Advertisement
  1. Archive

SWEET WELCOME

Libations are a key ingredient in many celebrations, and they're the stars in SouthernCocktails, a new book by Denise Gee with photographs by Robert M. Peacock.

The two collaborated on this lavish volume, as they have in numerous magazine features. Both grew up in Natchez, Miss., which has the largest concentration of pre-Civil War houses in the country and is known for its warm hospitality. The couple didn't know each other then; they met and married in 1992, when both worked for the Tampa Tribune. They now call Dallas home.

"We're not reared to be alcoholics, mind you, but we are taught how to be hospitable and have a good time from the get-go," Gee writes. "There's no doubt that traditional Southern cocktails are in my blood. Afterward, as the famous French epicure Jean-Anthelme Brillat-Savarin so beautifully put it, conversation sparkles."

Here are a couple of recipes from the book to help enliven almost any party, even a party of two.

MILK PUNCH

Served at many daytime occasions such as brunches and weddings, this also can make a great alternative to eggnog. "It should be served very cold," Gee notes.

3 quarts half-and-half

1 750-ml bottle bourbon or brandy

1/4 cup pure Mexican vanilla or vanilla extract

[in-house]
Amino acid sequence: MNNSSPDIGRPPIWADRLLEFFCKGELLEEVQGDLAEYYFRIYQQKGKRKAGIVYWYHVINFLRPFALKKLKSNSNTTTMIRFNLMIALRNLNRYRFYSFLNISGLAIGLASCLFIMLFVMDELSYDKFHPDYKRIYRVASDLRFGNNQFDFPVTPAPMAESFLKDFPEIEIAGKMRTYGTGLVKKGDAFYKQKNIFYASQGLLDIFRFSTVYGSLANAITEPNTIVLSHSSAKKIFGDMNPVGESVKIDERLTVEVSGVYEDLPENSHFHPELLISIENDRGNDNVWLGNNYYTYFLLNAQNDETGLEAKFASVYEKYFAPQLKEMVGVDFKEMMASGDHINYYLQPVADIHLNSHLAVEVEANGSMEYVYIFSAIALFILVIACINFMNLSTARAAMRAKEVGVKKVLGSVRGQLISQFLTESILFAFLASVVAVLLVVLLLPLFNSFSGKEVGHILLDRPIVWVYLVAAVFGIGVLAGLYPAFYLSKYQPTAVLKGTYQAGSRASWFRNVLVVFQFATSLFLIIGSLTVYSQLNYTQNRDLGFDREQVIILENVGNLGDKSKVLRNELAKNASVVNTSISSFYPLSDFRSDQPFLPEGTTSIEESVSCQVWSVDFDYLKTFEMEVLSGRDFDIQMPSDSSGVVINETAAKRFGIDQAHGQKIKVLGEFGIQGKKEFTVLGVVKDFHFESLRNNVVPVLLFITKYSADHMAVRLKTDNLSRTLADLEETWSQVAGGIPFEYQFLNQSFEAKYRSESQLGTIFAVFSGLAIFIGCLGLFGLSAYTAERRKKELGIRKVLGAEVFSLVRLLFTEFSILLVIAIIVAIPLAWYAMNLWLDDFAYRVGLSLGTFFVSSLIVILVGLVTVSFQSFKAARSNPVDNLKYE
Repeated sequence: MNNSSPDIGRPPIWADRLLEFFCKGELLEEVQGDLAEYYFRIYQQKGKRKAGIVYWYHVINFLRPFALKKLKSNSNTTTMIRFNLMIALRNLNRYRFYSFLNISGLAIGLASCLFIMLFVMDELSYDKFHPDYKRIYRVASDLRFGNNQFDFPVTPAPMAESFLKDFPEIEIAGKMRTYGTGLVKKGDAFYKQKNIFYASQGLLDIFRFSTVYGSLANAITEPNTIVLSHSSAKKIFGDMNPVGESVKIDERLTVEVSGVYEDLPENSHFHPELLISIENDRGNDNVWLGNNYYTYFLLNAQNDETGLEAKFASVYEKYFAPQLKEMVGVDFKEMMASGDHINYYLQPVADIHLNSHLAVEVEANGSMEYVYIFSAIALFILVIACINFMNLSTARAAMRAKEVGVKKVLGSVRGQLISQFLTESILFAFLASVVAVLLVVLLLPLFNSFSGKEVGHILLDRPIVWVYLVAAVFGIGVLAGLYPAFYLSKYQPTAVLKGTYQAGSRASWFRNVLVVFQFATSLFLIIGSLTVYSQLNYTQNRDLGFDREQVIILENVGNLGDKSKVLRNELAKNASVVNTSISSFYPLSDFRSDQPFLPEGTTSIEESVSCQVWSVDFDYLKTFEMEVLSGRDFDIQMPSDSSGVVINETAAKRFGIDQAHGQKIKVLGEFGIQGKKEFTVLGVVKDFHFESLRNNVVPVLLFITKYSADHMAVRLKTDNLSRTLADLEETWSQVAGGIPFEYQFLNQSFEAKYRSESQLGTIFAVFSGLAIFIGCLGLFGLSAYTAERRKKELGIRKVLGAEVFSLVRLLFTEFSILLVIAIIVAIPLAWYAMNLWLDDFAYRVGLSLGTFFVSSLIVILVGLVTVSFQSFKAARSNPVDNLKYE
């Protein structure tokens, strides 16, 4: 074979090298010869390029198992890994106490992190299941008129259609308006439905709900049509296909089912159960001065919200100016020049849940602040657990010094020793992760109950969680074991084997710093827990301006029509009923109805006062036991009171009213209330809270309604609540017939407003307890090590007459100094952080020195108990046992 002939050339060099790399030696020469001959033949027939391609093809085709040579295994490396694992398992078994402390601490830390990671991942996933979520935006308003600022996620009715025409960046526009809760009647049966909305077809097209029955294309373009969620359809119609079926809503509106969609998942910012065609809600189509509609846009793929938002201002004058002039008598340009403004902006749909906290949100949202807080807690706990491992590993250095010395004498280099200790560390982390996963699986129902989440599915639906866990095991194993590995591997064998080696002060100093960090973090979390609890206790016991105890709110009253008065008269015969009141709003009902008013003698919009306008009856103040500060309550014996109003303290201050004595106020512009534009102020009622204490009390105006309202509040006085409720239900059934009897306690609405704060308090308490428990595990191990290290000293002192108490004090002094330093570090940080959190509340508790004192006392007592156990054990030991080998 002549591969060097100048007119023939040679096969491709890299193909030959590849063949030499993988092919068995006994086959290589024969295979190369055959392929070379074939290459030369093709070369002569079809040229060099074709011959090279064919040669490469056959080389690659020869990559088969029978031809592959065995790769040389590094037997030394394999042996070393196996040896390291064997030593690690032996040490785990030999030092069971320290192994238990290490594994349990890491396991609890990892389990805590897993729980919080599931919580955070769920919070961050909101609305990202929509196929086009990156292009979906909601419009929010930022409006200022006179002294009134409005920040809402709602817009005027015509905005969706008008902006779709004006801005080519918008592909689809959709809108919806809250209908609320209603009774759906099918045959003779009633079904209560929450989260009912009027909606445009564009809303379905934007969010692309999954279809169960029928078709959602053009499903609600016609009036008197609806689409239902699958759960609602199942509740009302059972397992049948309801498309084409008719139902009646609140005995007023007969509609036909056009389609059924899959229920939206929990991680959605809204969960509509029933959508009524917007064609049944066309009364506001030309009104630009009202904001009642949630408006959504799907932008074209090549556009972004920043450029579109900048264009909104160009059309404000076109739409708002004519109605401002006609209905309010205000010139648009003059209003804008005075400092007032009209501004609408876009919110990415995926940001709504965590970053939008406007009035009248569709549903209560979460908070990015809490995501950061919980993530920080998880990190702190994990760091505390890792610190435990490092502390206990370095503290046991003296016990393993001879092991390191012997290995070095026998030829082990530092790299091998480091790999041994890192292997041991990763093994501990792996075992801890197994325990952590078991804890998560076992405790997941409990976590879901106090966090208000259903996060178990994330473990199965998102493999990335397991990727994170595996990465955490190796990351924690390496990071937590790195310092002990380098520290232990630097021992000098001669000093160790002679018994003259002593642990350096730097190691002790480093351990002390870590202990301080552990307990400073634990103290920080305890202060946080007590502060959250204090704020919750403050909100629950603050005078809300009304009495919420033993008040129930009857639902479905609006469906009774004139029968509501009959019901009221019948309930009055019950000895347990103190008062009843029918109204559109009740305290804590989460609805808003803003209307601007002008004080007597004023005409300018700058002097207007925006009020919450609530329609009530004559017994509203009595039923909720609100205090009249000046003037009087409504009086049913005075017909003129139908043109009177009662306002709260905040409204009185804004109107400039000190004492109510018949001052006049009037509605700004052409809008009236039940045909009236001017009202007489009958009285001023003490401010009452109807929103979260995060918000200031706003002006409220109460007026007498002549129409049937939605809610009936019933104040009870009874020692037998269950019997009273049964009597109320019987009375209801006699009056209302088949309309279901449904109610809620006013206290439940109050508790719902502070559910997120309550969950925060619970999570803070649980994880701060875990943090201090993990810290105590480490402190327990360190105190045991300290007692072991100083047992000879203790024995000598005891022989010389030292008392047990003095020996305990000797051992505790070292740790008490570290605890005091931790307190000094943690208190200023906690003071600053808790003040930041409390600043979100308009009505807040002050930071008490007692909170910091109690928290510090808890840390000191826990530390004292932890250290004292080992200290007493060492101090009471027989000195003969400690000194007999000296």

2 cups powdered sugar

Garnish: grated nutmeg

Combine all ingredients except nutmeg in a gallon-size container. Cover and freeze until the mixture is slightly frozen.

Use an ice pick to make the mixture slightly slushy. Pour into a punch bowl or chilled pitcher. Add more powdered sugar, if desired. Sprinkle with nutmeg.

Pour into small cocktail glasses or wine goblets (not over ice). Garnish each drink with an additional pinch of nutmeg.

Serves 16 to 20.

THE BEE'S KNEES

A Tampa friend introduced her to this "honey of a drink," Gee writes. "It's like liquid gold, with honey and lemon - smooth and to the point." Pure honey makes a very sweet drink; Gee uses a smoother honey syrup. "You can also make it with vodka," she writes, "but the juniper berry base in the gin gives it more depth."

4 ounces gin

11/2 ounces honey syrup (recipe at right)

1 ounce freshly squeezed lemon juice

Optional garnish: Lemon curls.

Pour all ingredients except the garnish into a cocktail shaker filled with ice; shake well.

Strain into chilled cocktail or martini glasses. Add the garnish, if desired.

Serves 2.

HONEY SYRUP

11/2 cups honey

1/2 cup water

1/4 cup freshly squeezed lemon juice

1/2 teaspoon grated lemon zest

Combine all ingredients in a medium saucepan. Heat to a boil while stirring. Reduce the heat and cook, stirring occasionally, until the mixture is reduced by one-fourth. Set aside until cool. Using a funnel, pour into a clean container and store in the refrigerator for several months.

Makes about 11/2cups.

Source: Southern Cocktails, Chronicle Books, 120 pages, $14.95

YOU MIGHT ALSO LIKE

Advertisement
Advertisement